Armenia’s National Security Service (NSS) also arrested a man over the weekend who allegedly used a fake social media handle to spread false information “potentially harmful to Armenia’s national security interests.” According to the NSS, the man set up a Facebook page under the assumed identity Diana Arutyunyan to spread claims that Pashinyan had congratulated Trump over the targeted drone strike which killed Soleimani. Though the man’s identity has yet to be made public, a video released by the NSS depicts the suspect, a self-described supporter of disgraced former President Robert Kocharyan, admitting to being behind the page setup to spread disinformation about the Pashinyan administration. He is being charged with “inciting national, racial and religious hostility” under the Armenian Criminal Code.
Pashinyan himself reacted to the arrest, calling the suspect’s claim “fake news.” The Prime Minister did not congratulate Trump, nor did he speak with him at all following the airstrike. Instead, his administration expressed concern over US escalation of tensions. “It is our hope that friendly Iran and the United States will initiate immediate negotiations to prevent further deterioration,” the Prime Minister later repeated.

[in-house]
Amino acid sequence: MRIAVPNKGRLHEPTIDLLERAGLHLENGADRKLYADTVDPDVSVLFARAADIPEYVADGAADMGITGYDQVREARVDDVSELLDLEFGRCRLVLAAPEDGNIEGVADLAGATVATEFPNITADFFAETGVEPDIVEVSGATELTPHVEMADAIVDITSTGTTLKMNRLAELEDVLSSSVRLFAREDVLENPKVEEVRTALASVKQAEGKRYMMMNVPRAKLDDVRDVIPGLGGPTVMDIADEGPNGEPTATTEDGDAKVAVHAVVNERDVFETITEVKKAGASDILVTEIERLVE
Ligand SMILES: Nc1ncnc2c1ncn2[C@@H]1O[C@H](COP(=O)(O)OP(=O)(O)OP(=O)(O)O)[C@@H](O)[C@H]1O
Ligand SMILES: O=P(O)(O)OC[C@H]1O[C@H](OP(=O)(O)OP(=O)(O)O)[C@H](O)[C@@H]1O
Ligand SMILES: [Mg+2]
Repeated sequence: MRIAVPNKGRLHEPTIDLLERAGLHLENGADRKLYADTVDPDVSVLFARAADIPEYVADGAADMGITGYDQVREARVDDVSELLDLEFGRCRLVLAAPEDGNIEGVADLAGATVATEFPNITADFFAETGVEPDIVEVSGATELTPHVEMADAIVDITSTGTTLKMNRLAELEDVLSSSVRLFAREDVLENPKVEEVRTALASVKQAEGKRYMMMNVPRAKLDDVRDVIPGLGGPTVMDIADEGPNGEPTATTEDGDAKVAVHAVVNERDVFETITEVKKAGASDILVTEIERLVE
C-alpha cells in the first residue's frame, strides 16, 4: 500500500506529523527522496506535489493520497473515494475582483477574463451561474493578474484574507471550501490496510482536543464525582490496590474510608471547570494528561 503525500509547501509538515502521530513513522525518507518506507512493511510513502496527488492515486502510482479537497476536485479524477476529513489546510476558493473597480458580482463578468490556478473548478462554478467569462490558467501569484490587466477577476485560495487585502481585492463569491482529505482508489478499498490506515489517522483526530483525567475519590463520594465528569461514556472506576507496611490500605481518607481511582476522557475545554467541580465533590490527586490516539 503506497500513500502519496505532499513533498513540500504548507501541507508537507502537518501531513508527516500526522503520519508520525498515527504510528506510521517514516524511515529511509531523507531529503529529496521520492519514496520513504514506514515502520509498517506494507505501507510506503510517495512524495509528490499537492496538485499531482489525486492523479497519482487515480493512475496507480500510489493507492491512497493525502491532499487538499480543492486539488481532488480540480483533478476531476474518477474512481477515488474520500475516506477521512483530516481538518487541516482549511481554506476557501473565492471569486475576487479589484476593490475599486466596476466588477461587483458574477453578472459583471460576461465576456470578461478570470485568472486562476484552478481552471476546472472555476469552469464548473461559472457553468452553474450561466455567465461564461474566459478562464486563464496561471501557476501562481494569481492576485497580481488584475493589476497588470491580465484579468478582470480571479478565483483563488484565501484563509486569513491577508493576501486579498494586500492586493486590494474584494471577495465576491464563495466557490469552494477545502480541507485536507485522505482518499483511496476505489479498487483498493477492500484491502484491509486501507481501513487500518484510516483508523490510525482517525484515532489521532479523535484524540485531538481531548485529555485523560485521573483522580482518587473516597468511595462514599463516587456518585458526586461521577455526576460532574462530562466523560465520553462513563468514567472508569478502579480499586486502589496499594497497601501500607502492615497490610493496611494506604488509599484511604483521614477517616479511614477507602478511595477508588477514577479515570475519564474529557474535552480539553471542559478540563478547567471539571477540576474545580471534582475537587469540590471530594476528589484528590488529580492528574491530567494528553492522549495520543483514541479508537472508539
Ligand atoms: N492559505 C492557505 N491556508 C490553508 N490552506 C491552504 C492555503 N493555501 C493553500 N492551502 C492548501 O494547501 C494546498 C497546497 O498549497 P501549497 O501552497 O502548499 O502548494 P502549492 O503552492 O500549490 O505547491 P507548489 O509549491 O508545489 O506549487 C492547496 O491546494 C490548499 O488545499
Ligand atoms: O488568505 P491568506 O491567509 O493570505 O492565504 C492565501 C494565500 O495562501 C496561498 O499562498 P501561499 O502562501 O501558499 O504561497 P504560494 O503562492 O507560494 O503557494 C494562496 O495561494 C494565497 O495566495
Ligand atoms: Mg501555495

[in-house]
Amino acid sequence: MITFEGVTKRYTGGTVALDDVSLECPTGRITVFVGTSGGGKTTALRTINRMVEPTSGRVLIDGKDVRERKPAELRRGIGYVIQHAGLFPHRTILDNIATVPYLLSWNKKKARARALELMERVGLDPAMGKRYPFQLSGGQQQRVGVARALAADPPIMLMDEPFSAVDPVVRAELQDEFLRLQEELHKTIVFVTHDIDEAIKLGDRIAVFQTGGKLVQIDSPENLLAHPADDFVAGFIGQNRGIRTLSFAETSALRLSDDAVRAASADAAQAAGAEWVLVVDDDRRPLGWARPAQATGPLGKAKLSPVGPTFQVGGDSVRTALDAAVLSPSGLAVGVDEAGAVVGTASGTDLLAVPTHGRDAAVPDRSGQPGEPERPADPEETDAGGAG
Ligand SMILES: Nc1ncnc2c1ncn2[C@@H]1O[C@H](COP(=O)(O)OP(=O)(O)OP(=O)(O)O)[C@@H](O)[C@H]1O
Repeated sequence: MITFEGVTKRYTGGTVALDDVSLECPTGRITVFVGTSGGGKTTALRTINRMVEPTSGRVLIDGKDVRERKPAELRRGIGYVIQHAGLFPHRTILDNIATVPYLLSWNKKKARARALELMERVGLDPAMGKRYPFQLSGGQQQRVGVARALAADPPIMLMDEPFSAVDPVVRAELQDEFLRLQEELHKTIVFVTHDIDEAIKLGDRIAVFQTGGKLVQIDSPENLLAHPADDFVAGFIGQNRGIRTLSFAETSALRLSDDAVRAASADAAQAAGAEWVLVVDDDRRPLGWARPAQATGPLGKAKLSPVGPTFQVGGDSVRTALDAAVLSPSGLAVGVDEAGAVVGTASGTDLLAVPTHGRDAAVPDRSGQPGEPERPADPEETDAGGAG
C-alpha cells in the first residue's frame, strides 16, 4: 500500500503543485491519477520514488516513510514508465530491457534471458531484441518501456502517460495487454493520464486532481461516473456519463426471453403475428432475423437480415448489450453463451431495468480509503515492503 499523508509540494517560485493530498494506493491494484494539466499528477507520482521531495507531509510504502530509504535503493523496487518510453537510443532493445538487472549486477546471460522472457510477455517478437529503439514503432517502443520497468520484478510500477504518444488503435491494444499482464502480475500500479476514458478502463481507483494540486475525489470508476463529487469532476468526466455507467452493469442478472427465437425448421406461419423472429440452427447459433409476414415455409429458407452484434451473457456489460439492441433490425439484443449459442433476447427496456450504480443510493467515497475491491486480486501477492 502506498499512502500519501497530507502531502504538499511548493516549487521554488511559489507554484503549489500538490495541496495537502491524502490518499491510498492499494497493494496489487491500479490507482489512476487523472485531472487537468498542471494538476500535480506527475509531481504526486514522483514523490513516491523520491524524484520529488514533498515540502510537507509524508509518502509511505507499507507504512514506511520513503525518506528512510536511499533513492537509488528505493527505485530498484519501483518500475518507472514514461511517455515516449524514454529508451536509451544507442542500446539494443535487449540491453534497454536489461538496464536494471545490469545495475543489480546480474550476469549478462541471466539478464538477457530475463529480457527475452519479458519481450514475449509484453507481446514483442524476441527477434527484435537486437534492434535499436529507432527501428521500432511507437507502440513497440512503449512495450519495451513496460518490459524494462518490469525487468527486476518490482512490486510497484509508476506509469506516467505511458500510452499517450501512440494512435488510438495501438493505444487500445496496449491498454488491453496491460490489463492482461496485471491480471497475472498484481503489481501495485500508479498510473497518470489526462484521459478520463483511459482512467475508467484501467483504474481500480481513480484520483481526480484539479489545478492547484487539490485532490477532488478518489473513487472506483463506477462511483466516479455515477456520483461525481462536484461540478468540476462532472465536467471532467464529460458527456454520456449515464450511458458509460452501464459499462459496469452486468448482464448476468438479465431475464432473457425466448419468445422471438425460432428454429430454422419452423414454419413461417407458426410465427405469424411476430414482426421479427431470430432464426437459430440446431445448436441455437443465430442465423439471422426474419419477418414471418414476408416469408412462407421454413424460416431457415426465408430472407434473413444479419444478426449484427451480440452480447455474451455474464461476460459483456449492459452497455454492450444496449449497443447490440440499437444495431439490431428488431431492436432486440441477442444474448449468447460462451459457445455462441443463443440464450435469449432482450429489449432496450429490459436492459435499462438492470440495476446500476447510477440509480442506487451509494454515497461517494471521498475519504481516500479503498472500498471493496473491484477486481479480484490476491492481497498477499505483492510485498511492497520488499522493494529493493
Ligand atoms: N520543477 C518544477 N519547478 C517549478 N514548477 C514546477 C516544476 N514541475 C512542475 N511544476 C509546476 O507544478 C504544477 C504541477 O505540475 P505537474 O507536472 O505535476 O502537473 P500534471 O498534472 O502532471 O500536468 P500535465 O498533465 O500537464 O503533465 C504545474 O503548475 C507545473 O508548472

The suspect’s admission to spreading “fake news” did not stop Azerbaijani State Media from picking up the story, however. According to analyst Emil Sanamyan, Azerbaijani sources have also propagated photos purporting to show Soleimani with Armenian military commander Monte Melkonian as evidence of Iran’s support of the Armenian side during the 1988-1994 Karabakh War. However, as Facebook user George Arakelian pointed out, the photo in question was actually taken in 2015, 22 years after Melkonian’s death. Not only had the two never met in person, but Melkonian’s well-publicized sympathies for Iranian Kurds also would have placed them at odds.
For his part, Pashinyan continues to call for de-escalating tensions, pointing to Armenia’s historically close relations with both Iran and the United States. He has also made assurances that all relevant government bodies were closely monitoring the rapidly developing situation.